Wednesday, 13 February 2013

A van drove into my house today

Today, a van drove into my house. Not right in, you understand, it just scraped the wall, but I had to get your attention somehow. In his defence, it wasn't entirely the driver's fault, he was squeezing past a particularly poor example of the bad parking which sometimes afflicts the Saxon back-streets of old Wareham Town. While the parker in question was in the car at the time she just couldn't or wouldn't move, and it's not like there was a Waxwing on the wires or anything which would have made parking cock-eyed in the middle of a narrow road entirely understandable.

Waxwing (Poole, 2010): not on the wires outside my house today, but the first of several tenuous connections to birds in this ranty post about parking.
It is impossible to suggest to a neighbour in such a situation that they might have found a better place to park without sounding like a clipboard-wielding man from the council, so I don't usually bother. I made an exception today though on account of the bad parking having made a van drive into my house, and went with a factual appeal to self-interest: 'I'm just a bit worried that you wouldn't get a fire engine through there if your house was burning down'. She said she took my point about the fire engine but couldn't find anywhere else to park, thus proving she had not taken my point at all, and demonstrating the modern car driver's order of priorities in which 'convenient parking' ranks several places above 'the death of my extended family in a house fire'.

Sora (Attenborough, Notts, 2006). If I found one at Swineham, where would everbody park?
I've often wondered what would happen with parking in Wareham in the unlikely event of me finding a major rarity at Swineham and sparking a big twitch. It shouldn't be a problem, there being precisely 201 public car parking spaces and a fair amount of off-street if you can be bothered to walk a few hundred yards (any neighbours reading this, please note), and several spare pitches worth of space at the rugby club, who might not be averse to the income generating opportunity.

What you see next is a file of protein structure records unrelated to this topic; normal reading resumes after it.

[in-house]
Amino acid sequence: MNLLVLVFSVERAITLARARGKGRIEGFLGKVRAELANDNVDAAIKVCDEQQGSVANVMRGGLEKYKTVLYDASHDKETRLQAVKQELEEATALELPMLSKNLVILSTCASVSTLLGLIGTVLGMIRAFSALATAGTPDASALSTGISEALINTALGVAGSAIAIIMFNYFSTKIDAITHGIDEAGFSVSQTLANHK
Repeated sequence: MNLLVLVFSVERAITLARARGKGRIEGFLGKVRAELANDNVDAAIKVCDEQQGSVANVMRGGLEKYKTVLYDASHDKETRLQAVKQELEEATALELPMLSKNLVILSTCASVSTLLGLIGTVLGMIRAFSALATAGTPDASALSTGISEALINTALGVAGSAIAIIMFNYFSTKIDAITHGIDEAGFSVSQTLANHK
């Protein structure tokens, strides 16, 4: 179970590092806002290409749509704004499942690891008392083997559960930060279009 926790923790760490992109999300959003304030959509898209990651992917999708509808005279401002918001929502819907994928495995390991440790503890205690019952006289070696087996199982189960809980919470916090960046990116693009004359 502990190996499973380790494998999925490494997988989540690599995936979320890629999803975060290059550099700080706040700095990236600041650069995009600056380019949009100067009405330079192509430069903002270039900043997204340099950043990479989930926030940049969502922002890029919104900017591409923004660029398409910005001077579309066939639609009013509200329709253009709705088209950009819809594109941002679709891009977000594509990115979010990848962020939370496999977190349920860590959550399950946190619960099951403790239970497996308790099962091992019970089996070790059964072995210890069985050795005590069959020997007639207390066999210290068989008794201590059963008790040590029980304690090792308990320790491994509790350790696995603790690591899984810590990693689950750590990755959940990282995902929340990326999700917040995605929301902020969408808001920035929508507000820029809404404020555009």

Little Gull (Swineham, 2012): one of the best birds I've found at Swineham in 18 months of regular watching. Parking wasn't a problem that day.
But back to the contretemps: having secured a moral victory in the fire engine debate I was happy to leave it at that, but she followed up with the not entirely rhetorical question 'where do you suggest I park?'. I resisted the temptation to say 'I'm sorry Madam but you seem to be confusing me with Wareham's Parking Czar, who might not only care about your problem, but be in a position to solve it'. When I moved in I promised myself that I wouldn't get upset by the bad parking which I could see even then would occur from time to time. And I honestly didn't, until, as I think I've mentioned, a van drove into my house.

Arctic Tern (Inner Farne, 2010): tenuous connection number four coming right up.
Now at the risk of getting a visit from Trading Standards for not having a high enough percentage bird content in a publication clearly entitled a 'Wildlife Blog', I should attempt another tenuous connection. Unlike me, my wife got upset about the parking long ago, so contacted the local council (we have three), who said contact the police, who said contact one of the other local councils, who had a meeting about it and said contact the remaining local council, who said they had spent their budget for dealing with idiotic parking this year but would give it serious consideration next year, though there could be no guarantees due to 20% budget cuts and a 30% rise in the incidence of idiots. OK they didn't say that but the chain of events is barely exaggerated. By the time she had gone round the houses with this I reckoned she'd travelled further than - here it comes - the average Arctic Tern on its annual migration.

Alpine Accentor (Pyrenees, 2006): old, imported Spanish bird photos in a so-called up-to-the-minute British wildlife blog? Somebody call Trading Standards! Bad parking could be forgiven for one of these.
Having got that off my chest, I can now return to more positive bird-related thoughts, like finding a mega at Swineham in spring. I look forward to seeing you there. But please, in the immortal words of Rare Bird Alert, park sensibly.

1 comment:

  1. I know what parking can be like in Wareham (and many other places) and it drives me crazy, have people forgotten how to walk more than 5 paces at one time?